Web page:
Accessibility navigation


Systematics and evolution of the rattan genus Korthalsia Bl. (Arecaceae) with special reference to domatia

Shahimi, S. (2018) Systematics and evolution of the rattan genus Korthalsia Bl. (Arecaceae) with special reference to domatia. PhD thesis, University of Reading

[img] Text - Thesis
· Restricted to Repository staff only until 20 March 2021.

11MB
[img] Text - Thesis Deposit Form
· Restricted to Repository staff only

95kB

It is advisable to refer to the publisher's version if you intend to cite from this work. See Guidance on citing.

Abstract/Summary

Korthalsia is a genus of palms endemic to Malesian region and known for the several species that have close associations with ants. In this study, 101 new sequences were generated to add 18 Korthalsia species from Malaysia, Singapore, Myanmar and Vietnam to an existing but unpublished data set for calamoid palms. Three nuclear (prk, rpb2, and ITS) and three chloroplast (rps16, trnD-trnT and ndhF) markers were sampled and Bayesian Inference and Maximum Likelihood methods of tree reconstruction used. The new phylogeny of the calamoids was largely congruent with the published studies, though the taxon sampling was more thorough. Each of the three tribes of the Calamoideae appeared to be monophyletic. The Eugeissoneae was consistently resolved as sister to Calameae and Lepidocaryeae, and better resolved, better supported topologies below the tribal level were identified. Korthalsia is monophyletic, and novel hypotheses of species level relationships in Korthalsia were put forward. These hypotheses of species level relationships in Korthalsia served as a framework for the better understanding of the evolution of ocrea. The morphological and developmental study of ocrea in genus Korthalsia included detailed study using Light and Scanning Electron Microscopy for seven samples of 28 species of Korthalsia, in order to provide understanding of ocrea morphological traits. The new phylogenetic hypothesis allowed homology of ocrea types to be tested. Ancestral reconstructions revealed that the inflated ocreas are not homologous; based on these reconstructions, it is suggested that ocreas that provide domatia for ants evolved more than once. Despite their non-homology, ocreas are remarkably uniform developmentally. New time calibrated trees estimated the divergence time for the Korthalsia crown node to be 19.89 MYR and ocrea to appear 17.06 MYR consistent with the published estimates for other groups. A taxonomic treatment of the ant Korthalsia species was based on material gathered from four herbaria and during the two field trips. Ten species were recognised in the treatment. Descriptions, keys and distribution maps to all species are presented.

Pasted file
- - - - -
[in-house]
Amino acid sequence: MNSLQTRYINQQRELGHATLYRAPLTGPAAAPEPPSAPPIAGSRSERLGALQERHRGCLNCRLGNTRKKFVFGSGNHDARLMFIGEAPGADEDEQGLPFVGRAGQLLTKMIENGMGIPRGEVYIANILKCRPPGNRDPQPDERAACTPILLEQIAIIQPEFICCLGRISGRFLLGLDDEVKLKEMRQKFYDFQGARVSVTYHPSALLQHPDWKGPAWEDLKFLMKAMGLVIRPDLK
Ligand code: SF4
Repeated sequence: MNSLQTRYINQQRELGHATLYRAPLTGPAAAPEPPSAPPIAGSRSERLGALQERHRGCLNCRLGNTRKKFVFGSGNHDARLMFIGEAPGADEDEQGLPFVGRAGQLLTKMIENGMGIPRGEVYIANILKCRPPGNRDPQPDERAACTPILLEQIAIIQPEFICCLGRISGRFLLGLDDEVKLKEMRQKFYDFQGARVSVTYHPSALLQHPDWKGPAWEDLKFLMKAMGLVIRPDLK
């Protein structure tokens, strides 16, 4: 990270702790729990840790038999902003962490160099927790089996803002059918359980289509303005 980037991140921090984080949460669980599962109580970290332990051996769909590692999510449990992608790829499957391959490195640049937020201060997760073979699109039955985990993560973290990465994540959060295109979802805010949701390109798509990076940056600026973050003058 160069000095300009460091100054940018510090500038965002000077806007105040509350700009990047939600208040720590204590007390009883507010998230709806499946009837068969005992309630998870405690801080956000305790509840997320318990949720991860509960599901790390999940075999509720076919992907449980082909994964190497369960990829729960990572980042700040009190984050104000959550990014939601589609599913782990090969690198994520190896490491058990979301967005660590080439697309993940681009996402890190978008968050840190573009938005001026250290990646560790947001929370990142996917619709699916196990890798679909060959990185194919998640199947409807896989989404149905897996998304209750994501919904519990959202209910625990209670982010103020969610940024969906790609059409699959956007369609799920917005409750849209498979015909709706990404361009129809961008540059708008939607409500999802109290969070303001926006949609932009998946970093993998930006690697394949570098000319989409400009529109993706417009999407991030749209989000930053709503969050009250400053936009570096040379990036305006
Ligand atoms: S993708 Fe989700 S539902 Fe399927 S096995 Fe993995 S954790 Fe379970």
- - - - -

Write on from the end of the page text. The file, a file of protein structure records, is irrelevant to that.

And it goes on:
Item Type:Thesis (PhD)
Thesis Supervisor:Hawkins, J. and Baker, W.
Thesis/Report Department:School of Biological Sciences
Identification Number/DOI:
Divisions:Faculty of Life Sciences > School of Biological Sciences > Ecology and Evolutionary Biology
ID Code:80258

University Staff: Request a correction | Centaur Editors: Update this record

Page navigation